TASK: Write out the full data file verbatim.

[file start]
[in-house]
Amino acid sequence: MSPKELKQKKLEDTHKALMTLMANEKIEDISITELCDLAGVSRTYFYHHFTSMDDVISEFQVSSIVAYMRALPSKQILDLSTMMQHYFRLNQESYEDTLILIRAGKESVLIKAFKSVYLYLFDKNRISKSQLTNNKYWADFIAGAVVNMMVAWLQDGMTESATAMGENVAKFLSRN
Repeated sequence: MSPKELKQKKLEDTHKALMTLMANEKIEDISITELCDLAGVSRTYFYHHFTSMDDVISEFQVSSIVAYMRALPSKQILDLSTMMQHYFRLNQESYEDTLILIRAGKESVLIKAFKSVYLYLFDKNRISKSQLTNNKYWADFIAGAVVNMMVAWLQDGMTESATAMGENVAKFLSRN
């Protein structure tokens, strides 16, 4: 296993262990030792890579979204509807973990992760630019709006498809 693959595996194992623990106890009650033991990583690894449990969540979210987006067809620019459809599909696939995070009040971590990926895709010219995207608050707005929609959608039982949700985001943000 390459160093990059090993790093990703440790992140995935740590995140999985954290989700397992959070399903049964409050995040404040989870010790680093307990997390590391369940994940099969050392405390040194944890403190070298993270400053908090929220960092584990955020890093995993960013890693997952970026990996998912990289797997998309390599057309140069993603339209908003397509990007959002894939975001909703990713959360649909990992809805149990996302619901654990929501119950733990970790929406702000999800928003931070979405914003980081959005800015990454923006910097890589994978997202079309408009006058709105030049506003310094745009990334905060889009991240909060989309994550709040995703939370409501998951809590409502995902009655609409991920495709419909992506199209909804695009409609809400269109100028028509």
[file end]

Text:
[in-house]
Amino acid sequence: MSPKELKQKKLEDTHKALMTLMANEKIEDISITELCDLAGVSRTYFYHHFTSMDDVISEFQVSSIVAYMRALPSKQILDLSTMMQHYFRLNQESYEDTLILIRAGKESVLIKAFKSVYLYLFDKNRISKSQLTNNKYWADFIAGAVVNMMVAWLQDGMTESATAMGENVAKFLSRN
Repeated sequence: MSPKELKQKKLEDTHKALMTLMANEKIEDISITELCDLAGVSRTYFYHHFTSMDDVISEFQVSSIVAYMRALPSKQILDLSTMMQHYFRLNQESYEDTLILIRAGKESVLIKAFKSVYLYLFDKNRISKSQLTNNKYWADFIAGAVVNMMVAWLQDGMTESATAMGENVAKFLSRN
């Protein structure tokens, strides 16, 4: 296993262990030792890579979204509807973990992760630019709006498809 693959595996194992623990106890009650033991990583690894449990969540979210987006067809620019459809599909696939995070009040971590990926895709010219995207608050707005929609959608039982949700985001943000 390459160093990059090993790093990703440790992140995935740590995140999985954290989700397992959070399903049964409050995040404040989870010790680093307990997390590391369940994940099969050392405390040194944890403190070298993270400053908090929220960092584990955020890093995993960013890693997952970026990996998912990289797997998309390599057309140069993603339209908003397509990007959002894939975001909703990713959360649909990992809805149990996302619901654990929501119950733990970790929406702000999800928003931070979405914003980081959005800015990454923006910097890589994978997202079309408009006058709105030049506003310094745009990334905060889009991240909060989309994550709040995703939370409501998951809590409502995902009655609409991920495709419909992506199209909804695009409609809400269109100028028509």